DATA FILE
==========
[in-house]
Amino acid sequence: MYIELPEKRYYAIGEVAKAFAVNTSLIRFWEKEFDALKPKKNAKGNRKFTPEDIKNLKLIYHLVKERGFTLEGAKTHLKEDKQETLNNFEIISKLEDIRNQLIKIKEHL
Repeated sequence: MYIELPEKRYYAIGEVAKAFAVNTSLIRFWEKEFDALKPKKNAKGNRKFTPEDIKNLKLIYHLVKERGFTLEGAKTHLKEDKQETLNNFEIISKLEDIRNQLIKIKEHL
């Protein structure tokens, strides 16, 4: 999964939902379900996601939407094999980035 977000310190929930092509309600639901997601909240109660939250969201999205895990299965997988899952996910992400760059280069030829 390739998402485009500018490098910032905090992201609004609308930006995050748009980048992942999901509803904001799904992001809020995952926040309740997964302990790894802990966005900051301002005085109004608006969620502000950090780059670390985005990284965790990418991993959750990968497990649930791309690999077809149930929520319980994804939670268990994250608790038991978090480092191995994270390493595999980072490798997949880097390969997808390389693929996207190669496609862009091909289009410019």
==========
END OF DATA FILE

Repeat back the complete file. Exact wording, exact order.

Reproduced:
[in-house]
Amino acid sequence: MYIELPEKRYYAIGEVAKAFAVNTSLIRFWEKEFDALKPKKNAKGNRKFTPEDIKNLKLIYHLVKERGFTLEGAKTHLKEDKQETLNNFEIISKLEDIRNQLIKIKEHL
Repeated sequence: MYIELPEKRYYAIGEVAKAFAVNTSLIRFWEKEFDALKPKKNAKGNRKFTPEDIKNLKLIYHLVKERGFTLEGAKTHLKEDKQETLNNFEIISKLEDIRNQLIKIKEHL
């Protein structure tokens, strides 16, 4: 999964939902379900996601939407094999980035 977000310190929930092509309600639901997601909240109660939250969201999205895990299965997988899952996910992400760059280069030829 390739998402485009500018490098910032905090992201609004609308930006995050748009980048992942999901509803904001799904992001809020995952926040309740997964302990790894802990966005900051301002005085109004608006969620502000950090780059670390985005990284965790990418991993959750990968497990649930791309690999077809149930929520319980994804939670268990994250608790038991978090480092191995994270390493595999980072490798997949880097390969997808390389693929996207190669496609862009091909289009410019």